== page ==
Situated on the first floor, the library is cozy, comfortable, and contains one of the Inn’s six public wood-burning fireplaces. It is quiet and intimate, but also close enough to the front lobby to feel both hidden away and involved in the action of the Inn. There are always people coming and going in and around the library, and this movement serves as a reminder that the library is a public space that facilitates meaningful exchanges and relationships between local people and visitors.
Exhibitions at the Fogo Island Gallery feature new work by artists and curators who have participated in the Fogo Island Arts international residency program.
Fogo Island Inn features a contemporary “white cube” art gallery on the first floor, adjacent to the library. In collaboration with Fogo Island Arts, the gallery showcases the works of selected artists who have completed residencies on Fogo Island through Fogo Island Arts. The goal of the public gallery is to provide diverse audiences – local and global – with opportunities to engage with contemporary artworks informed by the specificities of place.
Thus far, Fogo Island Gallery has presented solo exhibitions by Kate Newby (New Zealand), Zin Taylor (Canada), Silke Otto-Knapp (Vienna), Hannah Rickards (England), Edgar Leciejewski (Germany), Leander Schönweger (Italy) and Wilfrid Almendra (France). Exhibitions in the gallery are accompanied by a publication focusing on each artist’s work, produced by Fogo Island Arts and Berlin’s Sternberg Press.
Currently on Display: Augustas Serapinas, Four Sheds, December 23, 2016 to April 2, 2017.
The 37-seat Fogo Island Inn cinema is a partnership with The National Film Board of Canada.
Designed by Nick Herder, Fogo Island Inn’s 37-seat cinema features a state-of-the-art digital projection and sound system. The idea to have a cinema in the Inn was precipitated by Fogo Island’s longstanding relationship with the National Film Board. There were many great films in the NFB’s collection that dealt with Fogo Island, including the Fogo Process films, but no cinema on the Island until the opening of the Inn. The cinema was imagined by designer Nick Herder as a foreign space within the building: it is one of the few spaces without a reference point back to the island, besides the history of film itself. It was initially inspired by classic Art Deco-style movie houses but adapted to fit within the contemporary design of the Inn.
The “The Magic Picture Box” cinema is an independent box that sits within the greater building, and is literally built as a black box sitting inside of the Inn’s generally white space. Inside, the painted white wood finishes of the surrounding building seep into the cinema but fade to black in frames that wrap continuously around the room. The softer black frames increase, expand, and completely envelope the room at the front of the space to finally frame the projection screen. A red staircase, seats, and curtain carry you through the space in “red carpet” style.
The cinema doubles as lecture theatre, and presents daily scheduled programming as well as impromptu special film showings and presentations. Regularly scheduled programming typically includes documentaries chronicling resettlement, rural life, craftsmanship, and culture. The Inn’s collection includes classic NFB documentaries, films about Fogo Island, as well as a healthy collection of crowd-pleasing contemporary blockbusters and cult classics.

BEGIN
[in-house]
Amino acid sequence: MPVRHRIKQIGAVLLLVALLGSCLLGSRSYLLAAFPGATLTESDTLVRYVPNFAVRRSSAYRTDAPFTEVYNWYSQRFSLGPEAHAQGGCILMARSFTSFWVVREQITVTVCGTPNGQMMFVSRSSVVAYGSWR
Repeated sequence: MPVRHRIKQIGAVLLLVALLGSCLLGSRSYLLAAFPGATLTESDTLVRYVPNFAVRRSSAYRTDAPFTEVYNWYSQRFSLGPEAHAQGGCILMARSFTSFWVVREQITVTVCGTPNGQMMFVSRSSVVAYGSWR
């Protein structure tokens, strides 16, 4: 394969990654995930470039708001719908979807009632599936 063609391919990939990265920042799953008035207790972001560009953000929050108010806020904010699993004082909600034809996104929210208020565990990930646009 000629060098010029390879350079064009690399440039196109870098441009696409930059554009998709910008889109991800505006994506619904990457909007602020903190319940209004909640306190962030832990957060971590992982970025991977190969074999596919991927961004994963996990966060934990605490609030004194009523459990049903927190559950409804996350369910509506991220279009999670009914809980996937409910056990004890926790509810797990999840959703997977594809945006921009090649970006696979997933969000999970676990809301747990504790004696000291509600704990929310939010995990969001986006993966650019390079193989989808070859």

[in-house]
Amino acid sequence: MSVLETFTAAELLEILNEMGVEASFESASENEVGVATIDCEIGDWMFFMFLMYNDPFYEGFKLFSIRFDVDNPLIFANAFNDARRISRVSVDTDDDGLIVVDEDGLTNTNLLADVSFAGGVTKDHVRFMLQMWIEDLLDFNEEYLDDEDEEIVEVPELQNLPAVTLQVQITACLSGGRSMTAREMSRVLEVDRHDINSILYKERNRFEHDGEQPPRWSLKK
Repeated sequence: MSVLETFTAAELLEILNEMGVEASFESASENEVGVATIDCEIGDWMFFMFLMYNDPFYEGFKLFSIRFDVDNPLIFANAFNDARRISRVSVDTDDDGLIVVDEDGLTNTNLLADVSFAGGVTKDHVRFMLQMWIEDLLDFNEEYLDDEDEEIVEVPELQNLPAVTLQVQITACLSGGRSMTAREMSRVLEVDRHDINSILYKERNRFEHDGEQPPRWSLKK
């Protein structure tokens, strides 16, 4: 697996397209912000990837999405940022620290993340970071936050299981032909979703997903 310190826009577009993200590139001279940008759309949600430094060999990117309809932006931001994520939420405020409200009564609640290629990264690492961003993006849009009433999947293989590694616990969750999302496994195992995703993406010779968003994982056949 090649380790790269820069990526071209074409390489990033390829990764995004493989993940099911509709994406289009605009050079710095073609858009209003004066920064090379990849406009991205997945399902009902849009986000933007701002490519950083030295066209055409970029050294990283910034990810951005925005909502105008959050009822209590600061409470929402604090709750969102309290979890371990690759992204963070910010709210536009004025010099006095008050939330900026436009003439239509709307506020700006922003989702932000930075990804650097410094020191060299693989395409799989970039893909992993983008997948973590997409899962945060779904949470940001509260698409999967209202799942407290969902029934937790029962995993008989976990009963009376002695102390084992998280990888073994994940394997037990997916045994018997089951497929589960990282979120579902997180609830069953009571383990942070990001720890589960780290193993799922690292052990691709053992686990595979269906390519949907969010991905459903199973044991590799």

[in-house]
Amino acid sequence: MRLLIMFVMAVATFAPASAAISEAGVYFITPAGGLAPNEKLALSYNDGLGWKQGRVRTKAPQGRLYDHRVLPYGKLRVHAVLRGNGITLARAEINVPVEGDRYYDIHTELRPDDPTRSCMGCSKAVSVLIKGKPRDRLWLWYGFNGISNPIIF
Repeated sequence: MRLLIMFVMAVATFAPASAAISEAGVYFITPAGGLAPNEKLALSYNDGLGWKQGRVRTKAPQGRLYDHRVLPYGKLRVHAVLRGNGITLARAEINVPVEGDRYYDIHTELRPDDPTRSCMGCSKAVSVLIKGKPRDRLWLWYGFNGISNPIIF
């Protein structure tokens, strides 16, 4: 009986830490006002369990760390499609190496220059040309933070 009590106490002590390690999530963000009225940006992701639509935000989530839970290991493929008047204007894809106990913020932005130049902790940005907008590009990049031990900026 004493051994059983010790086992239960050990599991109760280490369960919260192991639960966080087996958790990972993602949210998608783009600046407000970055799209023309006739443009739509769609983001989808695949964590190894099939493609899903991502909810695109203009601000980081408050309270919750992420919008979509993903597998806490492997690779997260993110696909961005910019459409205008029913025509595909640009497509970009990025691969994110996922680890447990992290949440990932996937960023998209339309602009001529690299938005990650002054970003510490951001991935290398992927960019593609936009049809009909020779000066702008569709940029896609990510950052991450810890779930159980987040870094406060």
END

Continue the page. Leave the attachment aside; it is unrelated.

If you’re going to go off site, go off site.
The meeting room is located on the second floor of the Inn and represents a rejection of all things routine and ordinary in the realm of meeting spaces. The meeting room is multi-functional and has been employed for every type of event from concerts to corporate retreats. Offering similarly stunning ocean views to those of the Inn’s guest rooms, the meeting room is a great place for talking, thinking, collaborating, and celebrating.
Features of the room include an oversized wooden meeting table equipped with a conference telephone, in-ceiling projection screen with projector available for use, comfortable chairs, banquet seating overlooking the dining room, a grand piano, a wood-burning fireplace, and windows that open onto the shoreline. Seating is more than suitable for a long day of work and there are plenty of spots with small tables to break away as smaller groups. There is also a cozier, more intimate reading room located down the hall from the meeting room, behind the cinema. The reading room can be reconfigured for various purposes and features a large window which looks into the art gallery below.
You don’t often see saunas in Newfoundland, but it suits this place.
The fourth floor rooftop deck houses the Inn’s wood-fired saunas and two outdoor hot tubs. Once the decision was made to build the sauna on the rooftop, there was no reason to reinvent a longstanding Northern European tradition. We learned from the best and hired Sami Rintala and Dagur Eggertsson, two Northern European architects based in Norway, to design the saunas. Because sauna culture is new to Fogo Island, the design needed to feel intuitive. We outlined the experience as a set of easy steps. Step one: you walk in, take off clothes and put on robe. Step two: take a shower. Step three: take a sauna. Step four: cool off and maybe head outside to the hot tubs to watch the sea and stars.
The south-facing saunas receive direct sunlight into the cabinet with inland views of the rocks, churches, and the local artisan guild. The sauna to the north has views of the sea and is a great way to take in the landscape or to stargaze.
Located at the end of the roof deck, the Inn’s two hot tubs afford both privacy and stunning views of the North Atlantic. Stargaze with uninterrupted views of the ocean over your shoulder and of the sky above you.
The Inn’s second floor gym includes treadmills, elliptical machines, and weight-training equipment. The gym also features floor space for yoga and pilates, fitness mats, and two walls of floor-to-ceiling windows overlooking the coastline and, in the distance, the community of Barr’d Islands.